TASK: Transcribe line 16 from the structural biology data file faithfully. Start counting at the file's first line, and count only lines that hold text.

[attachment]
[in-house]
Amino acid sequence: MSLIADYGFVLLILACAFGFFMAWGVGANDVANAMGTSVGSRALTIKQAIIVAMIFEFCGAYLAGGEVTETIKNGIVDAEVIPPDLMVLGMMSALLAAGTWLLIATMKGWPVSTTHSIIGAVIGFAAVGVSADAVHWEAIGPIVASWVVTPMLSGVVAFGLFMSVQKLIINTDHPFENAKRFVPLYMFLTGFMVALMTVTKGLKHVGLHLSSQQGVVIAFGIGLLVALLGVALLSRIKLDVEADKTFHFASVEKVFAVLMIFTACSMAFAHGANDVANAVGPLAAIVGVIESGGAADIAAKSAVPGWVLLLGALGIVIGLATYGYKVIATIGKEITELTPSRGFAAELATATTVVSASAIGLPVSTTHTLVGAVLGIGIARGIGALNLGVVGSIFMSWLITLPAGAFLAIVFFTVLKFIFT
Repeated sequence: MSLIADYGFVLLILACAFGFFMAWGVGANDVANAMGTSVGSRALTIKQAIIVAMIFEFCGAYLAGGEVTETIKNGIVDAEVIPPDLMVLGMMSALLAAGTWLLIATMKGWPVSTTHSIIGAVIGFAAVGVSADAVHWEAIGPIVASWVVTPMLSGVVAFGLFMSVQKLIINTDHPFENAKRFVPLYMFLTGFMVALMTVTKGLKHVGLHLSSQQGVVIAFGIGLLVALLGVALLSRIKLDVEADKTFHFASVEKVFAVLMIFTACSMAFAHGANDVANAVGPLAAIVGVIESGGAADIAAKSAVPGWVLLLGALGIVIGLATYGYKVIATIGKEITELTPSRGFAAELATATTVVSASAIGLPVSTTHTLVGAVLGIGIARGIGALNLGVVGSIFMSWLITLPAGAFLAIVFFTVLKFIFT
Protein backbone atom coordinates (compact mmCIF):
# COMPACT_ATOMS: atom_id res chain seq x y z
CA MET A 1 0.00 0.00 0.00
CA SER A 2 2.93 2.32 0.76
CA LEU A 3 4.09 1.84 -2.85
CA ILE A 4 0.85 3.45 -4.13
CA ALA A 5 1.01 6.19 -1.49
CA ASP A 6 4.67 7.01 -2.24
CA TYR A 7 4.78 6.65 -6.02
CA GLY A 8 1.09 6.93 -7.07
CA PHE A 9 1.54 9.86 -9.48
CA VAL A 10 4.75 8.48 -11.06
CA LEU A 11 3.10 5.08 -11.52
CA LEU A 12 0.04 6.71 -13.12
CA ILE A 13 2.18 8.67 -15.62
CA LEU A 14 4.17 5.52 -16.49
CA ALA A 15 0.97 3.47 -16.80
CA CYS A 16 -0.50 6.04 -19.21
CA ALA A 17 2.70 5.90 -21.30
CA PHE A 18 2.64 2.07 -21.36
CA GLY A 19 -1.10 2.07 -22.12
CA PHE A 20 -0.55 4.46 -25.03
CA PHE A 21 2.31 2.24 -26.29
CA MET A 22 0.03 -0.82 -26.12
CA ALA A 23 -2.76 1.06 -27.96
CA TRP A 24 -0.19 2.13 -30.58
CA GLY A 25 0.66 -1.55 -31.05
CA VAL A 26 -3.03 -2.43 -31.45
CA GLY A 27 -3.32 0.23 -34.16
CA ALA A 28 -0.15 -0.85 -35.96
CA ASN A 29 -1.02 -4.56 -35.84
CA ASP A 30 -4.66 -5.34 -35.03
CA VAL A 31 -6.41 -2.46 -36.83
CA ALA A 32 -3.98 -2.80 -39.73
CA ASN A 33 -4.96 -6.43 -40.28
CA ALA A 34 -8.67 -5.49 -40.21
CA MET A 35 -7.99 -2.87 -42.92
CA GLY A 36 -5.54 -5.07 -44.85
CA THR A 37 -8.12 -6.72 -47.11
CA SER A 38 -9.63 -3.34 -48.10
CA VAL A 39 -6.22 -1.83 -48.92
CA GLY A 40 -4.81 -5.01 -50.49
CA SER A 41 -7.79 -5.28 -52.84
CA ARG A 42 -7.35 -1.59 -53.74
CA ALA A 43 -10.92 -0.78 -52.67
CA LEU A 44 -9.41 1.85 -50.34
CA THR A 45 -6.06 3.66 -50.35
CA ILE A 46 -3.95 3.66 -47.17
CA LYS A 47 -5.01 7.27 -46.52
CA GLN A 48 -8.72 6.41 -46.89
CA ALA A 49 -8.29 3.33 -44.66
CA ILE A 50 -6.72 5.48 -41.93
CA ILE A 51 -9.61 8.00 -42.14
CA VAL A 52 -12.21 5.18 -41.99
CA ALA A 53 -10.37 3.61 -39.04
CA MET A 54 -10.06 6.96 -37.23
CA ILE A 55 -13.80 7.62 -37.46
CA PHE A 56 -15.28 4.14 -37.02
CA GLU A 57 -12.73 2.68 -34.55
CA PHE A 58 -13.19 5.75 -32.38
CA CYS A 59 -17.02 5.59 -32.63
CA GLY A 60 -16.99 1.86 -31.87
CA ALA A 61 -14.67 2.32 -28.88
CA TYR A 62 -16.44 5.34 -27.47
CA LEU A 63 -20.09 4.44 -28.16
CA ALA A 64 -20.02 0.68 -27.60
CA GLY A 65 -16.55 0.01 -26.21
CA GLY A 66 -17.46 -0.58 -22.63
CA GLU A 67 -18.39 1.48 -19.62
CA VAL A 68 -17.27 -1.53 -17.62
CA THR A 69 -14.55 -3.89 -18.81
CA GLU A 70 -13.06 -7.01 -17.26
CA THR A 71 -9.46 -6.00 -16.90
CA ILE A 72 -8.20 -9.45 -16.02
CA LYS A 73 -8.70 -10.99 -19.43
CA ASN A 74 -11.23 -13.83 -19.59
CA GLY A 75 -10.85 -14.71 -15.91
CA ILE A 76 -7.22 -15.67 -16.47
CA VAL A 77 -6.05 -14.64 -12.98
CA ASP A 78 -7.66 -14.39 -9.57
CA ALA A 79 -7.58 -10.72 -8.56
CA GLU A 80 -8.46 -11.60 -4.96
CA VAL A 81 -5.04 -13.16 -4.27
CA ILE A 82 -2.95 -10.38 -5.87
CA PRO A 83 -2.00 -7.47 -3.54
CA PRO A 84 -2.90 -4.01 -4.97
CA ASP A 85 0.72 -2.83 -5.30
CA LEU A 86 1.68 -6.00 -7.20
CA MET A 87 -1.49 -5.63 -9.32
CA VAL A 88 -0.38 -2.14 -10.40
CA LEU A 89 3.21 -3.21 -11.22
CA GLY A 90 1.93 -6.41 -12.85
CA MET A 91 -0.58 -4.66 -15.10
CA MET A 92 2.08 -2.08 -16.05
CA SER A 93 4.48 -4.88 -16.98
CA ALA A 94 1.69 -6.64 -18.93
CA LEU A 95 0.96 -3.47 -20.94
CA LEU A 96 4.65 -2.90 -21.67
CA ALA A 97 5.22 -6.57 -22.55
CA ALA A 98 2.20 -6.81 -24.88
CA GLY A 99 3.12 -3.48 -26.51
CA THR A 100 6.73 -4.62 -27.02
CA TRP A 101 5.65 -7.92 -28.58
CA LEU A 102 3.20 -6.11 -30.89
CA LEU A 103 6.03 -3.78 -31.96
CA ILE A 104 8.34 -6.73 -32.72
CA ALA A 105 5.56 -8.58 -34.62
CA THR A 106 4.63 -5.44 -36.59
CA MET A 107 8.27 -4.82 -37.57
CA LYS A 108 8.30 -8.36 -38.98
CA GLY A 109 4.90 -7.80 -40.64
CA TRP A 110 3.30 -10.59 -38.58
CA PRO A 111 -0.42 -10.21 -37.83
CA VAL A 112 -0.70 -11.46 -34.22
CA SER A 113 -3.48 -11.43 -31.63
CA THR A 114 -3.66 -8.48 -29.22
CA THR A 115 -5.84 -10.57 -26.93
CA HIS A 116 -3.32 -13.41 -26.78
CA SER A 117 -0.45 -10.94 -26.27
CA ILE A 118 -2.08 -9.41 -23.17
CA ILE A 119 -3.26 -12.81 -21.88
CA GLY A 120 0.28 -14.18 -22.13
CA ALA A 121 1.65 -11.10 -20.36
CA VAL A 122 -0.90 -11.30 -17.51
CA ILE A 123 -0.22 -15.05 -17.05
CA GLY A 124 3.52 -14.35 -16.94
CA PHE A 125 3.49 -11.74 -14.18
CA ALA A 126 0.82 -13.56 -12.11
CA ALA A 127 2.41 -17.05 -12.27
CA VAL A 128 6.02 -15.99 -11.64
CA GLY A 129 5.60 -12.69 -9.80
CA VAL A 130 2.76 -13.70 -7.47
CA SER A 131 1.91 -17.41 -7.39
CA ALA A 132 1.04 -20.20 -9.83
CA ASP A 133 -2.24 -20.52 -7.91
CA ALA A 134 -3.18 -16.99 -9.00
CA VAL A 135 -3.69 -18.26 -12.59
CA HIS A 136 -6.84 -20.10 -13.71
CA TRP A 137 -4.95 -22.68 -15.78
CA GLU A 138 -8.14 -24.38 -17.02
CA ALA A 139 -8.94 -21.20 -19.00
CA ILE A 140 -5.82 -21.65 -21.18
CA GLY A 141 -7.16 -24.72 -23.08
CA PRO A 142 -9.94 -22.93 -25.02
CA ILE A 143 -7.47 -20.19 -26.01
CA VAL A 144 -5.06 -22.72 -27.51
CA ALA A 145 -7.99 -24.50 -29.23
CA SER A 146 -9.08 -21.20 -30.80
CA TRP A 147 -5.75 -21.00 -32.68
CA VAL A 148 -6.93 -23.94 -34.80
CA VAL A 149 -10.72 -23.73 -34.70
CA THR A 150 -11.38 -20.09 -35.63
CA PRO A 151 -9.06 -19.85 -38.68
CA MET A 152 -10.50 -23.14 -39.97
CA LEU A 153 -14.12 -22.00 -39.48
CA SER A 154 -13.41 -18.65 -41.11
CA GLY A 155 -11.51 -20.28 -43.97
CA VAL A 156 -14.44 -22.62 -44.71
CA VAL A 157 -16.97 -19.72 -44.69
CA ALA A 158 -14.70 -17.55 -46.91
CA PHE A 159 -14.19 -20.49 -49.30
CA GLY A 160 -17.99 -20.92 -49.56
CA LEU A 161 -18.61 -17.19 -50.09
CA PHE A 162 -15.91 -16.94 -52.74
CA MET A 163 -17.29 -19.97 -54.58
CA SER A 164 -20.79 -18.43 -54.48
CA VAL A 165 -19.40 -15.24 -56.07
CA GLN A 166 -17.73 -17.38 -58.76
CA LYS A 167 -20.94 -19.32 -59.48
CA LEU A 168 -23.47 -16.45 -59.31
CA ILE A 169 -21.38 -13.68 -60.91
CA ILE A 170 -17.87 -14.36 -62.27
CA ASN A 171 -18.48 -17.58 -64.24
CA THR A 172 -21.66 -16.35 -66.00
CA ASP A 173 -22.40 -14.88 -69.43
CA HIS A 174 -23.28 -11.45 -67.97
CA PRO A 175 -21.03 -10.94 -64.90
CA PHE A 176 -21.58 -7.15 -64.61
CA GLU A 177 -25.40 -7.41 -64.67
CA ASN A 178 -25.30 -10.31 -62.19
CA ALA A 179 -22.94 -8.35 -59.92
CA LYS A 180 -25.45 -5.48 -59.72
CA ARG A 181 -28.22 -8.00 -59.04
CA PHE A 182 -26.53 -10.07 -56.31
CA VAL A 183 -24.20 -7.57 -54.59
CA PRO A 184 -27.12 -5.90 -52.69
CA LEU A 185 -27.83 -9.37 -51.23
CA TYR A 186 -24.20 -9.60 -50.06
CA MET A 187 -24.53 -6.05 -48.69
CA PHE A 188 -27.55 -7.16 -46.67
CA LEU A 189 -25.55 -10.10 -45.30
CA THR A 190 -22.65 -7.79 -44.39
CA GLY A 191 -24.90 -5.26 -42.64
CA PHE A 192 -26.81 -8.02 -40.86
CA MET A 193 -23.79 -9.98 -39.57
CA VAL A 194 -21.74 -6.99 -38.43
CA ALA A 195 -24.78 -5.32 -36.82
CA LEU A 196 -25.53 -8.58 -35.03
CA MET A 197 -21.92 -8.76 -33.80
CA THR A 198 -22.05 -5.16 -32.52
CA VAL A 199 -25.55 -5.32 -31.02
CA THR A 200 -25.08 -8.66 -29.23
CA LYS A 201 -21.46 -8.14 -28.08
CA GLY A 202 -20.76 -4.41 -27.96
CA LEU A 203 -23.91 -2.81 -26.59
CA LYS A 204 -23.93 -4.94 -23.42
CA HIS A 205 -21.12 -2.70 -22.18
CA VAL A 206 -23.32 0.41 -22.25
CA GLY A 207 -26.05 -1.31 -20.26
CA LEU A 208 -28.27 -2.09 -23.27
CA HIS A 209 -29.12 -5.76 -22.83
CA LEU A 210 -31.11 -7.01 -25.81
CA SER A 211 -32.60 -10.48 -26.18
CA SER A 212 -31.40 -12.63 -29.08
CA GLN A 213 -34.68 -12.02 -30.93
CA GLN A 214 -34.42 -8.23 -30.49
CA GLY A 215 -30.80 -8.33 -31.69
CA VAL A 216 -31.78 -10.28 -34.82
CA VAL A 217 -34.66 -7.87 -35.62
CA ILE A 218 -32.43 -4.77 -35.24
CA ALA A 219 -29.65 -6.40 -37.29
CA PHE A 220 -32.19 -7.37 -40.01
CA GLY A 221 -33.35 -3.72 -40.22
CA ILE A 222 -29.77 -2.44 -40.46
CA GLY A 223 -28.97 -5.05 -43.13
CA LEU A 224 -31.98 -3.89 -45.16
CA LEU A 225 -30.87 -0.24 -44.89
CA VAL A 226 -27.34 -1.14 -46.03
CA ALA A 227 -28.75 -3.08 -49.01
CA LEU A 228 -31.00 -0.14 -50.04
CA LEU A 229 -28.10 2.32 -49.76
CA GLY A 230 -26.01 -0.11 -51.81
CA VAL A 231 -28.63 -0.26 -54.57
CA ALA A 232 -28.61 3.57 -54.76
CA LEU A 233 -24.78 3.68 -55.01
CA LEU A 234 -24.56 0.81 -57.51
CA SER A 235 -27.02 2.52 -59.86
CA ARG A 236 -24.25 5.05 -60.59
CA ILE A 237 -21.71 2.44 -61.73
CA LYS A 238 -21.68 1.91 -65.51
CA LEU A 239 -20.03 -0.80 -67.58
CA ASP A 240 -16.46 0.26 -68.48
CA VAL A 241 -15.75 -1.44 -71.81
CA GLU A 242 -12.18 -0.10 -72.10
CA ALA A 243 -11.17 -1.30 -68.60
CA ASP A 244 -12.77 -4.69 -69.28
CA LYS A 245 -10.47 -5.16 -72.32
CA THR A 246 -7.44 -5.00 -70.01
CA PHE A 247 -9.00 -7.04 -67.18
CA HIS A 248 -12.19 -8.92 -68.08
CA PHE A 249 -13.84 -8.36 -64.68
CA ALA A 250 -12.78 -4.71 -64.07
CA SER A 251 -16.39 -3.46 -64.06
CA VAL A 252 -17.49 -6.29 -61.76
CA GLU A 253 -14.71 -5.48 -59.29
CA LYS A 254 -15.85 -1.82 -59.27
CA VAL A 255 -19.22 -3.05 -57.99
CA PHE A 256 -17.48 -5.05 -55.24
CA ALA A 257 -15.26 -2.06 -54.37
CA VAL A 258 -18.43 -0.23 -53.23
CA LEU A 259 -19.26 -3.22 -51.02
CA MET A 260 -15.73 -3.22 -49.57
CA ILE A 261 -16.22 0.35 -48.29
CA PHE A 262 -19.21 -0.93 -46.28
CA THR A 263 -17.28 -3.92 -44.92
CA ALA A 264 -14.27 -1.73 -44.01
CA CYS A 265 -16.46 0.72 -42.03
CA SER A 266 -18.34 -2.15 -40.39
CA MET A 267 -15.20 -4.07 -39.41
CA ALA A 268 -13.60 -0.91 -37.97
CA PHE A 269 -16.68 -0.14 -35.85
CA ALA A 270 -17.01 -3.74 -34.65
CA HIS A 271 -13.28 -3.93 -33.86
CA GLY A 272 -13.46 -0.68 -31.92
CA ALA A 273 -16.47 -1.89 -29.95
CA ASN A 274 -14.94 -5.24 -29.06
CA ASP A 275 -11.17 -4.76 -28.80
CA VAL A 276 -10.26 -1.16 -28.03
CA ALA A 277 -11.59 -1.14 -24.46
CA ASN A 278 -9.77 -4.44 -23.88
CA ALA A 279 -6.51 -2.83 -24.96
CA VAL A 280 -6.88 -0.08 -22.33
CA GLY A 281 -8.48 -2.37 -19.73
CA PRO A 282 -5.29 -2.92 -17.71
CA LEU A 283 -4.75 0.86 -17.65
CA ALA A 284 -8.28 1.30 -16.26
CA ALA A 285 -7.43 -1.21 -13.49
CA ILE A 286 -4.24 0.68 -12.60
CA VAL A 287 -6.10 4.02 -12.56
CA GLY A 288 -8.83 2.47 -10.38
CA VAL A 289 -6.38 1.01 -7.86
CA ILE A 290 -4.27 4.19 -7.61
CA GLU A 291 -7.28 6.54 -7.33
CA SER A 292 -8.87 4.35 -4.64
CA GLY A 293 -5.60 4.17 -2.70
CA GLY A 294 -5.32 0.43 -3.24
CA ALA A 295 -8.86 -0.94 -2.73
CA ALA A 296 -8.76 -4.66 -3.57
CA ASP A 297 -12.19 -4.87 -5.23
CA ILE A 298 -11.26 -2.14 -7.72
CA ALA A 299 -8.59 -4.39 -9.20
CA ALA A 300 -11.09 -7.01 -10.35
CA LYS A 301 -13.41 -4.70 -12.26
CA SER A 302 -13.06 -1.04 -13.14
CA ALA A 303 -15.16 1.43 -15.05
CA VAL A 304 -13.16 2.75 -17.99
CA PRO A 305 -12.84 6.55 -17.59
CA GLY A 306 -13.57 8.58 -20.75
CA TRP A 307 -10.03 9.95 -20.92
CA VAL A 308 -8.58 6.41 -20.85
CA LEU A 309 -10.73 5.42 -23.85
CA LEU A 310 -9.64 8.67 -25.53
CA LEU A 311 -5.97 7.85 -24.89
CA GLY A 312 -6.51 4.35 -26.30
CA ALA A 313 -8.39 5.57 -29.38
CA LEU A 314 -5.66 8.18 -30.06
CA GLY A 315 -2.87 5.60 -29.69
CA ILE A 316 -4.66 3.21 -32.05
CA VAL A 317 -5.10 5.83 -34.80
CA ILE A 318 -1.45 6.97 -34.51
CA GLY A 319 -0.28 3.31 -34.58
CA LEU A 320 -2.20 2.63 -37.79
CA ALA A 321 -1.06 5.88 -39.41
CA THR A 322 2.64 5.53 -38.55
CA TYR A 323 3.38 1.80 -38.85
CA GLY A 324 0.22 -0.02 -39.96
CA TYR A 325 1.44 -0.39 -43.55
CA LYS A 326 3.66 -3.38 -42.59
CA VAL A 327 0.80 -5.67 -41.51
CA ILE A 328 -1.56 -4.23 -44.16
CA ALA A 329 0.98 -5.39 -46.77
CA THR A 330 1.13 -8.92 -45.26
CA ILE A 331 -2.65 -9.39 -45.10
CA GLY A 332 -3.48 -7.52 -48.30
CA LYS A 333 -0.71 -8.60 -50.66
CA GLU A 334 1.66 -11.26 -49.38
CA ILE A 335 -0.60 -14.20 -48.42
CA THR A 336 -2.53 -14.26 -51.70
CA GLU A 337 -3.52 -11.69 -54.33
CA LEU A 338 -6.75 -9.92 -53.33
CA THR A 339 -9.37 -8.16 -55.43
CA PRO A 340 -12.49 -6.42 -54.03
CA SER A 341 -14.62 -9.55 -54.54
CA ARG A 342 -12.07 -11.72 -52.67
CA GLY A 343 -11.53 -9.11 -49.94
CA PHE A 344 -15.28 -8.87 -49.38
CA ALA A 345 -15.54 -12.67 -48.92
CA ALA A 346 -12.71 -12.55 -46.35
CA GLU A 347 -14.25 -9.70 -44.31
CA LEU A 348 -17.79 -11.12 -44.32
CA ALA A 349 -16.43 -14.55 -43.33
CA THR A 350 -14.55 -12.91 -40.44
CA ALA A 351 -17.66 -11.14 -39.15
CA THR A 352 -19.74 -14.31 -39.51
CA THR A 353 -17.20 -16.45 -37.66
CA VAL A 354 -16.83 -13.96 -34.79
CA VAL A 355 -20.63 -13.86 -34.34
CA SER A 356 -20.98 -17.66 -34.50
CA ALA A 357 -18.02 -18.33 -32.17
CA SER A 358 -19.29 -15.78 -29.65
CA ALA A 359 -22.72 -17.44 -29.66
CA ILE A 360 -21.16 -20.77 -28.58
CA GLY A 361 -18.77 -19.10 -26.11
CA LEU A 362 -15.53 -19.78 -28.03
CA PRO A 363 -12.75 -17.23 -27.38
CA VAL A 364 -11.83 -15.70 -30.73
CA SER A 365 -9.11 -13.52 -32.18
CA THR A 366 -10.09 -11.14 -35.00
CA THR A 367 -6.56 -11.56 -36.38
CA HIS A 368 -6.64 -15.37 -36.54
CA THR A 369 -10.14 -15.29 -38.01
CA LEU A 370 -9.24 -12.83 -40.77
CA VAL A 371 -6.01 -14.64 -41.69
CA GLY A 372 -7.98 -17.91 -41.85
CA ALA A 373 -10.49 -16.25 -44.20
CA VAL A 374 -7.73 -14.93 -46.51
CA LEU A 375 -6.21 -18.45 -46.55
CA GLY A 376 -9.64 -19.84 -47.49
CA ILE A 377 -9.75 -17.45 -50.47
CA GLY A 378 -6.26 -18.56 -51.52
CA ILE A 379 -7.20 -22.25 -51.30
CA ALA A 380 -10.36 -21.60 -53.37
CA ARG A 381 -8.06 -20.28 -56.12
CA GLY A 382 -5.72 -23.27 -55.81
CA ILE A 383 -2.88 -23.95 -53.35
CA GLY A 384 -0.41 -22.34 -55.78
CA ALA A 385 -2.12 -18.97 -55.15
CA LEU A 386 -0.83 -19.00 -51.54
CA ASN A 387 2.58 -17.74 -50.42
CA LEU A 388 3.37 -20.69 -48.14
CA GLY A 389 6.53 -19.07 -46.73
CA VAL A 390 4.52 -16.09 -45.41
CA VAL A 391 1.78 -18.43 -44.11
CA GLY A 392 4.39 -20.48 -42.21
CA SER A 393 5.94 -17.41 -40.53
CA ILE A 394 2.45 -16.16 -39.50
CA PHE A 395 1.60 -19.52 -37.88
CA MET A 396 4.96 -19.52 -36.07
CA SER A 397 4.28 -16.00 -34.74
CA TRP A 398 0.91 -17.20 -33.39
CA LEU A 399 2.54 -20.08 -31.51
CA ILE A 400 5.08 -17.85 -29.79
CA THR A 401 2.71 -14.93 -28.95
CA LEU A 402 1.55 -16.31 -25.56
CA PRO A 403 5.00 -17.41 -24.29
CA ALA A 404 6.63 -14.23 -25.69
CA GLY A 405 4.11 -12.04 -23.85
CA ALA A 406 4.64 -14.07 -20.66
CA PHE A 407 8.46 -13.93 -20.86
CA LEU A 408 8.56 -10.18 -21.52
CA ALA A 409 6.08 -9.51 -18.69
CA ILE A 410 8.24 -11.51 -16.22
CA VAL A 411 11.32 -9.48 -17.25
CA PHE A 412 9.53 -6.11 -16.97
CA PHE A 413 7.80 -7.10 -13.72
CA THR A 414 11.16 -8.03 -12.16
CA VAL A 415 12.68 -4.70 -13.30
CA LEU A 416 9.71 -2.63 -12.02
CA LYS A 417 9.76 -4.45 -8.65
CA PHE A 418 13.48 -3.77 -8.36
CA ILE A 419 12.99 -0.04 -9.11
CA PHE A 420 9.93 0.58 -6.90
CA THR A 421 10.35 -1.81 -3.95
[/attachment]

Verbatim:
CA LEU A 11 3.10 5.08 -11.52